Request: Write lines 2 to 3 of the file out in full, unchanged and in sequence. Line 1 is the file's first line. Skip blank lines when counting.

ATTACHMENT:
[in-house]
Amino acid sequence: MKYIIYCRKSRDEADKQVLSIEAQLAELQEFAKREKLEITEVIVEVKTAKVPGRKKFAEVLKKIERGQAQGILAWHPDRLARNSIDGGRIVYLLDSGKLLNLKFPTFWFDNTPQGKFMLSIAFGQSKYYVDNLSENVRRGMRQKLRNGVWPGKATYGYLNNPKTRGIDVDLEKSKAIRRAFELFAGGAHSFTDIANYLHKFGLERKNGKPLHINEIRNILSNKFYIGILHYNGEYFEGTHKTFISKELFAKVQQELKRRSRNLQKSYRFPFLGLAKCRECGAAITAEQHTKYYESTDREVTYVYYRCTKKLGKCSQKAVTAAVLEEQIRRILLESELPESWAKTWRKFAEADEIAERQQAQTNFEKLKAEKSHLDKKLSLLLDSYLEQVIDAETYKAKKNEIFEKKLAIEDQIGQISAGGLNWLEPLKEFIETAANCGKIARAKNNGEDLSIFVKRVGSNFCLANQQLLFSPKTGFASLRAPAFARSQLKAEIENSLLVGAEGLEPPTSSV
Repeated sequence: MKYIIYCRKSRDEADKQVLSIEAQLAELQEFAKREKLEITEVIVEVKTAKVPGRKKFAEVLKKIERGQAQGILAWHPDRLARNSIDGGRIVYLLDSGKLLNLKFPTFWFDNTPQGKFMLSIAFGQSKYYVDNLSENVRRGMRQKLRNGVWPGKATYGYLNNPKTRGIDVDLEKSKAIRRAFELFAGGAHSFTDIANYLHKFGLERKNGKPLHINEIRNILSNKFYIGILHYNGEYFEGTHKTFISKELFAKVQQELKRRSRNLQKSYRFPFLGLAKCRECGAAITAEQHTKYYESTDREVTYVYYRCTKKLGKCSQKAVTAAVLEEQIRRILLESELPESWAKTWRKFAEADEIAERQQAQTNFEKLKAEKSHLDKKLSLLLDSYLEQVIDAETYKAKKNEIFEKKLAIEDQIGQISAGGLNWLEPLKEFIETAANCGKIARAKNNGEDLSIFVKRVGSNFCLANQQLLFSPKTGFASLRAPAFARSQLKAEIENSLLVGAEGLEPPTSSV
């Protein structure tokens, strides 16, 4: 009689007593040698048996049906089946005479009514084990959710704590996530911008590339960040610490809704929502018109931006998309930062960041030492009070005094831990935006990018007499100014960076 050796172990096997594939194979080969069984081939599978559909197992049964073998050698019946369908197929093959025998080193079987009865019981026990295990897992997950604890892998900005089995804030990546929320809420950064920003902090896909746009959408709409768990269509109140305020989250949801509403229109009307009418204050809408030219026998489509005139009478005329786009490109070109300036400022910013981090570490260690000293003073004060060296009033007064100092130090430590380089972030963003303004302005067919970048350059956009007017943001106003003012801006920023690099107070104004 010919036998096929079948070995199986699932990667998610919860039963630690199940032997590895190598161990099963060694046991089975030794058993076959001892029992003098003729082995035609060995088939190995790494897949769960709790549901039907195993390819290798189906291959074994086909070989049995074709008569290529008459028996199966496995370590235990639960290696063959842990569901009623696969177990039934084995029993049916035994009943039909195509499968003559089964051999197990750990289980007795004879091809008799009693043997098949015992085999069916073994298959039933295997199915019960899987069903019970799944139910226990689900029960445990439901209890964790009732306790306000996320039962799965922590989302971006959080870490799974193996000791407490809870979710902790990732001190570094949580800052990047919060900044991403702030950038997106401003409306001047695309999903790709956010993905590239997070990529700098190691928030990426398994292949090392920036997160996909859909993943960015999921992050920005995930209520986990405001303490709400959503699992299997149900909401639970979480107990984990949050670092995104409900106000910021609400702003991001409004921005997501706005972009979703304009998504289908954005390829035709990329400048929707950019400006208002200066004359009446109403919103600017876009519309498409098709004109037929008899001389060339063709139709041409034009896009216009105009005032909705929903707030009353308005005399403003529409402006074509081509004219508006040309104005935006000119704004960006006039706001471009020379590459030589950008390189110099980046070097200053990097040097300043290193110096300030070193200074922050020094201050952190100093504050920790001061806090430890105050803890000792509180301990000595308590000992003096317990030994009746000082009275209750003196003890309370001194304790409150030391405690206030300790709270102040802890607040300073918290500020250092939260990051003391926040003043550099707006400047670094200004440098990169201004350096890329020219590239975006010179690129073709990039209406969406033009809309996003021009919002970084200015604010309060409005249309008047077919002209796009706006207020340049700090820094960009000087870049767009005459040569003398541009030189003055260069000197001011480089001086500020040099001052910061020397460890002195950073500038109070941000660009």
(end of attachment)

Amino acid sequence: MKYIIYCRKSRDEADKQVLSIEAQLAELQEFAKREKLEITEVIVEVKTAKVPGRKKFAEVLKKIERGQAQGILAWHPDRLARNSIDGGRIVYLLDSGKLLNLKFPTFWFDNTPQGKFMLSIAFGQSKYYVDNLSENVRRGMRQKLRNGVWPGKATYGYLNNPKTRGIDVDLEKSKAIRRAFELFAGGAHSFTDIANYLHKFGLERKNGKPLHINEIRNILSNKFYIGILHYNGEYFEGTHKTFISKELFAKVQQELKRRSRNLQKSYRFPFLGLAKCRECGAAITAEQHTKYYESTDREVTYVYYRCTKKLGKCSQKAVTAAVLEEQIRRILLESELPESWAKTWRKFAEADEIAERQQAQTNFEKLKAEKSHLDKKLSLLLDSYLEQVIDAETYKAKKNEIFEKKLAIEDQIGQISAGGLNWLEPLKEFIETAANCGKIARAKNNGEDLSIFVKRVGSNFCLANQQLLFSPKTGFASLRAPAFARSQLKAEIENSLLVGAEGLEPPTSSV
Repeated sequence: MKYIIYCRKSRDEADKQVLSIEAQLAELQEFAKREKLEITEVIVEVKTAKVPGRKKFAEVLKKIERGQAQGILAWHPDRLARNSIDGGRIVYLLDSGKLLNLKFPTFWFDNTPQGKFMLSIAFGQSKYYVDNLSENVRRGMRQKLRNGVWPGKATYGYLNNPKTRGIDVDLEKSKAIRRAFELFAGGAHSFTDIANYLHKFGLERKNGKPLHINEIRNILSNKFYIGILHYNGEYFEGTHKTFISKELFAKVQQELKRRSRNLQKSYRFPFLGLAKCRECGAAITAEQHTKYYESTDREVTYVYYRCTKKLGKCSQKAVTAAVLEEQIRRILLESELPESWAKTWRKFAEADEIAERQQAQTNFEKLKAEKSHLDKKLSLLLDSYLEQVIDAETYKAKKNEIFEKKLAIEDQIGQISAGGLNWLEPLKEFIETAANCGKIARAKNNGEDLSIFVKRVGSNFCLANQQLLFSPKTGFASLRAPAFARSQLKAEIENSLLVGAEGLEPPTSSV